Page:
THE Supreme Court has ruled that a company registered under the Companies Act, other than a government company, is not an ‘establishment’ for the purpose of the Persons with Disabilities (Equal Opportunities, Protection of Rights and Full Participation) Act, 1995. So, the social liability imposed on such establishment cannot be foisted on the private employers, said apex court, setting aside a Bombay High Court order.
“Private employers, whether individuals, partnerships, proprietary concerns or companies (other than government companies) are clearly excluded from the ‘establishments’ to which section 47 of the Act will apply”, said a bench comprising Justice RV Raveendran, Justice RM Lodha and Justice CK Prasad.
The court said: “If the intention of the legislature was to prevent discrimination of persons with disabilities in any kind of employment, the marginal note would have simply described the provision as ‘non-discrimination in employment’ and sub-section (1) of section 47 would have simply used the word ‘any employer’ instead of using the word establishment and then taking care to define the word ‘establishment’.”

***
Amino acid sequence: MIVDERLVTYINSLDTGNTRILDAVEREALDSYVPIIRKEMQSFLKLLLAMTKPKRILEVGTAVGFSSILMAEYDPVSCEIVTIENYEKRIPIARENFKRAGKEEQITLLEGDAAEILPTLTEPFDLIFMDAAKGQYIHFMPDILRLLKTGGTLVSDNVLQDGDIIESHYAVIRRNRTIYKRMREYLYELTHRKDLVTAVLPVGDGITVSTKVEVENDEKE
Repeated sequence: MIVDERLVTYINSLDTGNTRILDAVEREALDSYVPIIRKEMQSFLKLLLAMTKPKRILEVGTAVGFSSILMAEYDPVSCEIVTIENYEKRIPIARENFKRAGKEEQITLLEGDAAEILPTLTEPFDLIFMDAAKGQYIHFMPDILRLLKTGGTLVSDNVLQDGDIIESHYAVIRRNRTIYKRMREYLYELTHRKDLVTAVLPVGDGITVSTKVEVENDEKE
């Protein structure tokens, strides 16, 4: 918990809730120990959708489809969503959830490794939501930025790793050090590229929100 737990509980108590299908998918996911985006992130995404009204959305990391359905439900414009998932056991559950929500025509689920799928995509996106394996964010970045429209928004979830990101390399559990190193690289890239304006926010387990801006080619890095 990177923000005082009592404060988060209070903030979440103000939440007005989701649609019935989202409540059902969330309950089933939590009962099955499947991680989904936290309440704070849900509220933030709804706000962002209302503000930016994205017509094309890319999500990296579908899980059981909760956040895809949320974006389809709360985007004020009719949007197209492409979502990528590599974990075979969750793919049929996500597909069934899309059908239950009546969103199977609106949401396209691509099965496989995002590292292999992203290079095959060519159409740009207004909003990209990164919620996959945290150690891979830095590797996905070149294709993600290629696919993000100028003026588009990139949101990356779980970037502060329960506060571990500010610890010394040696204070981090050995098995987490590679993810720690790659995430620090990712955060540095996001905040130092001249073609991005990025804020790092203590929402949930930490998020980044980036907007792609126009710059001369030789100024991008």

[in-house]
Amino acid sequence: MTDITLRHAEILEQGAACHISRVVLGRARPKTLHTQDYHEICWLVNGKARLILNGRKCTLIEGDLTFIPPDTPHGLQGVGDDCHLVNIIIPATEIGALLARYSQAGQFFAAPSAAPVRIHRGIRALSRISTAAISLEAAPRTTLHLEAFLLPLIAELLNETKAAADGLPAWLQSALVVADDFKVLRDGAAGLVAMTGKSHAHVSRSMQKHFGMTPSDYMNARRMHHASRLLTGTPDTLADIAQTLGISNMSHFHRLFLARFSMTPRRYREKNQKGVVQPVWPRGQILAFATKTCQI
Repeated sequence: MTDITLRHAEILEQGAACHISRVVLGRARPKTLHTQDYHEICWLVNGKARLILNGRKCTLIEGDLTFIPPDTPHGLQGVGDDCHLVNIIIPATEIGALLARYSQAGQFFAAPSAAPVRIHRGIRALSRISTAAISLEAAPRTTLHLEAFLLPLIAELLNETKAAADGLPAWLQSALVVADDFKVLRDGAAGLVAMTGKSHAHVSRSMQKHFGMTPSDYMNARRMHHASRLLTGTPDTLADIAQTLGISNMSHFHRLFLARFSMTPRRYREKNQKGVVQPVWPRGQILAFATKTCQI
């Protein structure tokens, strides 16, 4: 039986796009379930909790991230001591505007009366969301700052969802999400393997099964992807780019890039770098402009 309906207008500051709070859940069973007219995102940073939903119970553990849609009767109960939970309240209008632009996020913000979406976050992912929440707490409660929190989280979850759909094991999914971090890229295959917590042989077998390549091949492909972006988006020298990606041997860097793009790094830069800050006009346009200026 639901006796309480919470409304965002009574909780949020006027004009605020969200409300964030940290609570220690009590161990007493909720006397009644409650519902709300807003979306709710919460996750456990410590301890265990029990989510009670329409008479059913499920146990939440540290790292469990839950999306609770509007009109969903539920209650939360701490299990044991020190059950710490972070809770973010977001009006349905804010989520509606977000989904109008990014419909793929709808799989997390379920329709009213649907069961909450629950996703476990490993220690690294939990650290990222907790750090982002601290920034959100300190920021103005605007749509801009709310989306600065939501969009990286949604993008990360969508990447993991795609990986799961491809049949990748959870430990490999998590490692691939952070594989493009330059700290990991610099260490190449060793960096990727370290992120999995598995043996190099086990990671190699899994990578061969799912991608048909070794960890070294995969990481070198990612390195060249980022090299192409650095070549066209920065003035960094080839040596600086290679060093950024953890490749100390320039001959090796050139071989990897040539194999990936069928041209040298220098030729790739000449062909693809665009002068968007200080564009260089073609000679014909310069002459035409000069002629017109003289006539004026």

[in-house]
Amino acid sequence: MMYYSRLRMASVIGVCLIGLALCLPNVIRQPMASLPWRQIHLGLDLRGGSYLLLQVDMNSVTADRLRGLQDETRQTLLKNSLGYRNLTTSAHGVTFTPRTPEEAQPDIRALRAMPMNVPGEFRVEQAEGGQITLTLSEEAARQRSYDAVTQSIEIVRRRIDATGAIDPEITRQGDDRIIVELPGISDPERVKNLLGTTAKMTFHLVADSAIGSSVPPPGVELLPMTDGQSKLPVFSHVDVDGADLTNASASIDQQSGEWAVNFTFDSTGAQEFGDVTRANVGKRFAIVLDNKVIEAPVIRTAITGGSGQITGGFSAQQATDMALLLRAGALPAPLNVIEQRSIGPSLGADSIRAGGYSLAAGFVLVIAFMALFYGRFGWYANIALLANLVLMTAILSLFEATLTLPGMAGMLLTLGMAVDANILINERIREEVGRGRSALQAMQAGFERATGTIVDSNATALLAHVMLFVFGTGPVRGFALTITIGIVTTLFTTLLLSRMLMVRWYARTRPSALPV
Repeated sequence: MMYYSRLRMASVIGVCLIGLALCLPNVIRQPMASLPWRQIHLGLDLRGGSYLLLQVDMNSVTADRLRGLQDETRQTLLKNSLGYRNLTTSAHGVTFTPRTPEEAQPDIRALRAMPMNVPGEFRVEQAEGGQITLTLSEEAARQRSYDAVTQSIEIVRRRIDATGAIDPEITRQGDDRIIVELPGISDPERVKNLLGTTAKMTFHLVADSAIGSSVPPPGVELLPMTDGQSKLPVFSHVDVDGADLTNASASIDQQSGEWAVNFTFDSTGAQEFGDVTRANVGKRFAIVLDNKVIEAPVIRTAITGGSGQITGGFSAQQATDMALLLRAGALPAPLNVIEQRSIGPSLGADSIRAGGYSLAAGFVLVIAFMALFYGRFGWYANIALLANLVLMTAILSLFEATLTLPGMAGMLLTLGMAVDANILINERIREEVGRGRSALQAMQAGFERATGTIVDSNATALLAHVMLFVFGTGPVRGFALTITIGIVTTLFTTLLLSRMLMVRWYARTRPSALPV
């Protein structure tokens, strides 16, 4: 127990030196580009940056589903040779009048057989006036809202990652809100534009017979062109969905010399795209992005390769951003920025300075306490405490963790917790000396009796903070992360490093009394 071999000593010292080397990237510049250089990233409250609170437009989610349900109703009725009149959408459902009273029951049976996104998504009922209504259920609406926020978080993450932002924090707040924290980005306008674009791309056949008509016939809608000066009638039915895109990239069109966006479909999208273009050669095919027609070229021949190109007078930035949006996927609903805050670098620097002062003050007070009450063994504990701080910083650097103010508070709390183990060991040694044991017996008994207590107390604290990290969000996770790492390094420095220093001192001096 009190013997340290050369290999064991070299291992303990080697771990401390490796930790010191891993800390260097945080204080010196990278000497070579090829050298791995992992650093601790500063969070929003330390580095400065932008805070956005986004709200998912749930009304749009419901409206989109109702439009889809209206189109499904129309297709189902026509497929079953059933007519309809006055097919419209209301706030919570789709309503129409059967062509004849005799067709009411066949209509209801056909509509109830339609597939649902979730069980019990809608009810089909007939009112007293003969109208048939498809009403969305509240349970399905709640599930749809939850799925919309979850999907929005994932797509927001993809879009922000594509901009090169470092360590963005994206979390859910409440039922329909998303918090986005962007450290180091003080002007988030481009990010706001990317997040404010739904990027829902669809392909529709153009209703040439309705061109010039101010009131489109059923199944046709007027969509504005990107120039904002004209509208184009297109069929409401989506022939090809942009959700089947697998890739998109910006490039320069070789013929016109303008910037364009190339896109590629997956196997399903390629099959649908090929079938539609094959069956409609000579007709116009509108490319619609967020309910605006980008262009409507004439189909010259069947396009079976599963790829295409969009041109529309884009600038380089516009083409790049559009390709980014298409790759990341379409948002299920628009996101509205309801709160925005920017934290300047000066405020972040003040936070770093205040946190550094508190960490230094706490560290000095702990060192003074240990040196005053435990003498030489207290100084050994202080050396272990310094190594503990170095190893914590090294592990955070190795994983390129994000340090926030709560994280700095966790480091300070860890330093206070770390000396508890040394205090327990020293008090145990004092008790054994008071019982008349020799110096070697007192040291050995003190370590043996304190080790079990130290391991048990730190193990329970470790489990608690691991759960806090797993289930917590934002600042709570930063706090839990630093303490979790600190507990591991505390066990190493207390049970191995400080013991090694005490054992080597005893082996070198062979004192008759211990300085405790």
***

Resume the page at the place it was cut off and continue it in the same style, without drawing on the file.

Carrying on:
The HC had directed Dalco Engineering to reinstate an employee who had become deaf and unfit for service. As per the provision of the Act of 1995, he should have been allowed to continue in the company in some suitable post other than telephone operator.
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